by Hannah Freeman, Dramaturg
Jen Silverman’s Bonnets: How Ladies of Good Breeding Are Induced to Murder invites you to to be transported to a world where the line between decency and depravity blurs, and where the most genteel of women discover their capacity for murder. This gripping, darkly humorous, and beautifully staged production invites you to reflect on the complexities of human nature, the power of secrets, and the high price of transgressing societal boundaries. Bonnets tells the stories of women in three different times and places – Salem Village in the late 1600s, France during the reign of Louis XIV, and England in the late 1800s. In eras where feminine gentility and subservience were expected, these characters rise above expectations, exploring their desires and aspirations with jolting consequences.
Taking elements and inspiration from Punk rock, the production reminds us to not be afraid to let out our inner rage. Better known simply as punk, a music genre that emerged in the mid-1970s which was rooted in 1960s garage rock, punk bands rejected the perceived excesses of mainstream 1970s rock music. They typically produced short, fast-paced songs with hard-edged melodies and singing styles, stripped-down instrumentation, and often shouted political, anti-establishment lyrics.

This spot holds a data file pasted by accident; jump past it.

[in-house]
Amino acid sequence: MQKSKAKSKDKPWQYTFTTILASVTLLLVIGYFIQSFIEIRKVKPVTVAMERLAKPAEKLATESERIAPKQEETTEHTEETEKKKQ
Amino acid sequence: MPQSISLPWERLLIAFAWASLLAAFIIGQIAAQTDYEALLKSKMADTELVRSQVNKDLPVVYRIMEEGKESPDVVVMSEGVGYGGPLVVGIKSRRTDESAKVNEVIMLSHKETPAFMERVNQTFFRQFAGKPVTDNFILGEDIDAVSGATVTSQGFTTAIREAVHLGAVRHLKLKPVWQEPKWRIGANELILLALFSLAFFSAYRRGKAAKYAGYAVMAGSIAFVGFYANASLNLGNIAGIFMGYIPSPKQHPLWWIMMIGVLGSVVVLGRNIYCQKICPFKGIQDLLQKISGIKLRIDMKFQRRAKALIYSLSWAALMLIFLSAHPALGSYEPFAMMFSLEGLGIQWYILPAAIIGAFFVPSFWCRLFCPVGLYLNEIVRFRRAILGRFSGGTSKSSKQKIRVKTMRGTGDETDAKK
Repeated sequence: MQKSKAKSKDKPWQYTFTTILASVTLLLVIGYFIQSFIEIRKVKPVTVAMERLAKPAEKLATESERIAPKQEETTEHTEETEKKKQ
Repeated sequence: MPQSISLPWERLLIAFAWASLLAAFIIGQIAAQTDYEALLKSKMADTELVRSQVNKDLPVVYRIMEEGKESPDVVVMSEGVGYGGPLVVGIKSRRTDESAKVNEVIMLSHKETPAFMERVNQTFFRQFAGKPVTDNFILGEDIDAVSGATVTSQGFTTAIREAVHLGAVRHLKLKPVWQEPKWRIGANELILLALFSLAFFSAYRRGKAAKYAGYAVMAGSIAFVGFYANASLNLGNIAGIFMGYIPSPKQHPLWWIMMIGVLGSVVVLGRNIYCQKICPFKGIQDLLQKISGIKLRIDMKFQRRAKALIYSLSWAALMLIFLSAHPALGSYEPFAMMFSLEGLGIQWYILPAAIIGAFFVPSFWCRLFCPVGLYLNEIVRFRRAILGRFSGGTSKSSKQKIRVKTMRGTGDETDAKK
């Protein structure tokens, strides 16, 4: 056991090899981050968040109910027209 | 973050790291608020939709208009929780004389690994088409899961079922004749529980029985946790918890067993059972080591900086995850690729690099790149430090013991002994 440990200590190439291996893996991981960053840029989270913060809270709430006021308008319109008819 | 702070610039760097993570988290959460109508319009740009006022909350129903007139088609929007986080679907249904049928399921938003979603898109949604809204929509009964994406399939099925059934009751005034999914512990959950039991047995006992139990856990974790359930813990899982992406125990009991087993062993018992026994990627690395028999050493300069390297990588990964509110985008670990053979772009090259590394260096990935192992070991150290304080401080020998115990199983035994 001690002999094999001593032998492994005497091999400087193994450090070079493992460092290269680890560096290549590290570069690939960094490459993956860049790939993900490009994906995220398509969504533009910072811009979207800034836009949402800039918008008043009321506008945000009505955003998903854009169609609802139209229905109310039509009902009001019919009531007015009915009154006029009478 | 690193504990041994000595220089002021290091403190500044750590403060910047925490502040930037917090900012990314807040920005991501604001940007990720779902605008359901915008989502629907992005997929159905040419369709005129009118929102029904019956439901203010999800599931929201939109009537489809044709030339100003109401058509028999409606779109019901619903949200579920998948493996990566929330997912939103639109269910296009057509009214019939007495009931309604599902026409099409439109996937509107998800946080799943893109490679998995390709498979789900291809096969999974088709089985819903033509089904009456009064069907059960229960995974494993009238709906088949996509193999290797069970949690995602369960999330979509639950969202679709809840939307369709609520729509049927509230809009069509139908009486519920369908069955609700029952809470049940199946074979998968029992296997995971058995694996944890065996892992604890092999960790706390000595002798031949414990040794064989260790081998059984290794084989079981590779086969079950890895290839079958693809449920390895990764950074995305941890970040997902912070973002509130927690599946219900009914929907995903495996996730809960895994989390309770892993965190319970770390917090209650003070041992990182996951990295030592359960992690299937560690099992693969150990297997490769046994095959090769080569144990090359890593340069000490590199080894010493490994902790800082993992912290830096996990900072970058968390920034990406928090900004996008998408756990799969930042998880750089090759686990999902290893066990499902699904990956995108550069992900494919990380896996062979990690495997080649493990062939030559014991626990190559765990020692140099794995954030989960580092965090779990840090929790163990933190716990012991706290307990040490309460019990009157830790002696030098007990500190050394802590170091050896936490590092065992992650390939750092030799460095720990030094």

Punk rock wouldn’t be what it is today without the influence of women. In contrast to the rock music and heavy metal scenes of the 1970s, which were dominated by men, the anarchic, counter-cultural mindset of the punk scene encouraged women to participate. This participation played a role in the historical development of punk music, and a punk aesthetic that included zine creation and fashion design, especially in the US and UK at that time. Like those in the punk scene who held up a mirror to situations where women are subjugated or patronized, the women of Bonnets wreak havoc on societal norms… by committing murder.